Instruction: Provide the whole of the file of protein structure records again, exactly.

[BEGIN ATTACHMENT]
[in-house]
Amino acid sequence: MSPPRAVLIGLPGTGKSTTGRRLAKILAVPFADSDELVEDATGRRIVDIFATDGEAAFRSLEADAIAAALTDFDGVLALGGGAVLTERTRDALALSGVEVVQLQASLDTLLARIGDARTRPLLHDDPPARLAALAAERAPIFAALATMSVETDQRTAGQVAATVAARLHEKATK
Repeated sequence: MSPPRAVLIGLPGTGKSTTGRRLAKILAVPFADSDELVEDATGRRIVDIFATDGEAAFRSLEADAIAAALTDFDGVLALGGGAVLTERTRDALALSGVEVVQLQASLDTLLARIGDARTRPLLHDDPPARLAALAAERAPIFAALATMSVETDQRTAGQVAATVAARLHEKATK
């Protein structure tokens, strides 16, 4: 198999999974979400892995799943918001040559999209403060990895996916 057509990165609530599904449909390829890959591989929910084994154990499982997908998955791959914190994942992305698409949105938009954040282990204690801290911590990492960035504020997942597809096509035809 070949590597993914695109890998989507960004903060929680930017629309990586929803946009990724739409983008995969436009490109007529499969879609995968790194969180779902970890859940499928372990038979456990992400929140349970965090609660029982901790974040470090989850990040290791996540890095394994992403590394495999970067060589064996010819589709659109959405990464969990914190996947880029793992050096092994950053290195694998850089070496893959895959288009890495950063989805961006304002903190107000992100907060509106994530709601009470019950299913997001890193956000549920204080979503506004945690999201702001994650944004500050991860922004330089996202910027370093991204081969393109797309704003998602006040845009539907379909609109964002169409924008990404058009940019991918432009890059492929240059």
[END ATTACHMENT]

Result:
[in-house]
Amino acid sequence: MSPPRAVLIGLPGTGKSTTGRRLAKILAVPFADSDELVEDATGRRIVDIFATDGEAAFRSLEADAIAAALTDFDGVLALGGGAVLTERTRDALALSGVEVVQLQASLDTLLARIGDARTRPLLHDDPPARLAALAAERAPIFAALATMSVETDQRTAGQVAATVAARLHEKATK
Repeated sequence: MSPPRAVLIGLPGTGKSTTGRRLAKILAVPFADSDELVEDATGRRIVDIFATDGEAAFRSLEADAIAAALTDFDGVLALGGGAVLTERTRDALALSGVEVVQLQASLDTLLARIGDARTRPLLHDDPPARLAALAAERAPIFAALATMSVETDQRTAGQVAATVAARLHEKATK
């Protein structure tokens, strides 16, 4: 198999999974979400892995799943918001040559999209403060990895996916 057509990165609530599904449909390829890959591989929910084994154990499982997908998955791959914190994942992305698409949105938009954040282990204690801290911590990492960035504020997942597809096509035809 070949590597993914695109890998989507960004903060929680930017629309990586929803946009990724739409983008995969436009490109007529499969879609995968790194969180779902970890859940499928372990038979456990992400929140349970965090609660029982901790974040470090989850990040290791996540890095394994992403590394495999970067060589064996010819589709659109959405990464969990914190996947880029793992050096092994950053290195694998850089070496893959895959288009890495950063989805961006304002903190107000992100907060509106994530709601009470019950299913997001890193956000549920204080979503506004945690999201702001994650944004500050991860922004330089996202910027370093991204081969393109797309704003998602006040845009539907379909609109964002169409924008990404058009940019991918432009890059492929240059």